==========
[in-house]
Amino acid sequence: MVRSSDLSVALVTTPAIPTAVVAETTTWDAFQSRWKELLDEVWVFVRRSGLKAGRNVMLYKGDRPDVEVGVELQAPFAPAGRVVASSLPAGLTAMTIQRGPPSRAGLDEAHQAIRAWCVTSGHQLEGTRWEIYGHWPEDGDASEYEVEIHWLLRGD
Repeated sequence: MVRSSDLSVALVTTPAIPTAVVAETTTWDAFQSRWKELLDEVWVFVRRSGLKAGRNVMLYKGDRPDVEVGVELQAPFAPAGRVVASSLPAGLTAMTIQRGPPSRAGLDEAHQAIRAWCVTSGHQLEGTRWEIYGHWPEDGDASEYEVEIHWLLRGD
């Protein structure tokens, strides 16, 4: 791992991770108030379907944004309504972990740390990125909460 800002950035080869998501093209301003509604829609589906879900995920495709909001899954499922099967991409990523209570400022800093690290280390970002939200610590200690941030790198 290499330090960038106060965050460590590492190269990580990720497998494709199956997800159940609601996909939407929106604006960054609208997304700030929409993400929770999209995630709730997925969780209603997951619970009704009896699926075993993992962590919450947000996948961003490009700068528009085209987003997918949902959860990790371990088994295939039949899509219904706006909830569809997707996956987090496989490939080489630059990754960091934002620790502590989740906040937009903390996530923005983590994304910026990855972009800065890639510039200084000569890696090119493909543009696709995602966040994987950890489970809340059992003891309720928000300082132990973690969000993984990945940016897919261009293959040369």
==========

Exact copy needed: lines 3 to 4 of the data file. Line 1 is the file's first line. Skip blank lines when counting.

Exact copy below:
Repeated sequence: MVRSSDLSVALVTTPAIPTAVVAETTTWDAFQSRWKELLDEVWVFVRRSGLKAGRNVMLYKGDRPDVEVGVELQAPFAPAGRVVASSLPAGLTAMTIQRGPPSRAGLDEAHQAIRAWCVTSGHQLEGTRWEIYGHWPEDGDASEYEVEIHWLLRGD
């Protein structure tokens, strides 16, 4: 791992991770108030379907944004309504972990740390990125909460 800002950035080869998501093209301003509604829609589906879900995920495709909001899954499922099967991409990523209570400022800093690290280390970002939200610590200690941030790198 290499330090960038106060965050460590590492190269990580990720497998494709199956997800159940609601996909939407929106604006960054609208997304700030929409993400929770999209995630709730997925969780209603997951619970009704009896699926075993993992962590919450947000996948961003490009700068528009085209987003997918949902959860990790371990088994295939039949899509219904706006909830569809997707996956987090496989490939080489630059990754960091934002620790502590989740906040937009903390996530923005983590994304910026990855972009800065890639510039200084000569890696090119493909543009696709995602966040994987950890489970809340059992003891309720928000300082132990973690969000993984990945940016897919261009293959040369």